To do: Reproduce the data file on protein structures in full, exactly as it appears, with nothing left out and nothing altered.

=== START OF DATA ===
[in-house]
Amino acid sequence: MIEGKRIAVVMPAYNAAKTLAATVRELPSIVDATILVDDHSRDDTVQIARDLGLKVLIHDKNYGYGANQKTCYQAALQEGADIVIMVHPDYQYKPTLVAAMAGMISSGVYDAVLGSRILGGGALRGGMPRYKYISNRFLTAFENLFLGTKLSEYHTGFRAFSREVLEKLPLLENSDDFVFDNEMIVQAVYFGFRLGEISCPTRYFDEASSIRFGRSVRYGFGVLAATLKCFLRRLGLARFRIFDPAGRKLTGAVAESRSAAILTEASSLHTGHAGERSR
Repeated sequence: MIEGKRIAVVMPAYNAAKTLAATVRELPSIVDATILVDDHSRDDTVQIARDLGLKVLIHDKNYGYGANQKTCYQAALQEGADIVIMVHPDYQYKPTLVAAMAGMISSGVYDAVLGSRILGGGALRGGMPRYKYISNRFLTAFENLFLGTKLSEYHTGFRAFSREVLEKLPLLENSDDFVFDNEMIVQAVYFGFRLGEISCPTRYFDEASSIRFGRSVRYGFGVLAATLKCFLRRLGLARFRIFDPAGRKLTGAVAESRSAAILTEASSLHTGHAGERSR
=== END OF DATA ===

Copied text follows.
[in-house]
Amino acid sequence: MIEGKRIAVVMPAYNAAKTLAATVRELPSIVDATILVDDHSRDDTVQIARDLGLKVLIHDKNYGYGANQKTCYQAALQEGADIVIMVHPDYQYKPTLVAAMAGMISSGVYDAVLGSRILGGGALRGGMPRYKYISNRFLTAFENLFLGTKLSEYHTGFRAFSREVLEKLPLLENSDDFVFDNEMIVQAVYFGFRLGEISCPTRYFDEASSIRFGRSVRYGFGVLAATLKCFLRRLGLARFRIFDPAGRKLTGAVAESRSAAILTEASSLHTGHAGERSR
Repeated sequence: MIEGKRIAVVMPAYNAAKTLAATVRELPSIVDATILVDDHSRDDTVQIARDLGLKVLIHDKNYGYGANQKTCYQAALQEGADIVIMVHPDYQYKPTLVAAMAGMISSGVYDAVLGSRILGGGALRGGMPRYKYISNRFLTAFENLFLGTKLSEYHTGFRAFSREVLEKLPLLENSDDFVFDNEMIVQAVYFGFRLGEISCPTRYFDEASSIRFGRSVRYGFGVLAATLKCFLRRLGLARFRIFDPAGRKLTGAVAESRSAAILTEASSLHTGHAGERSR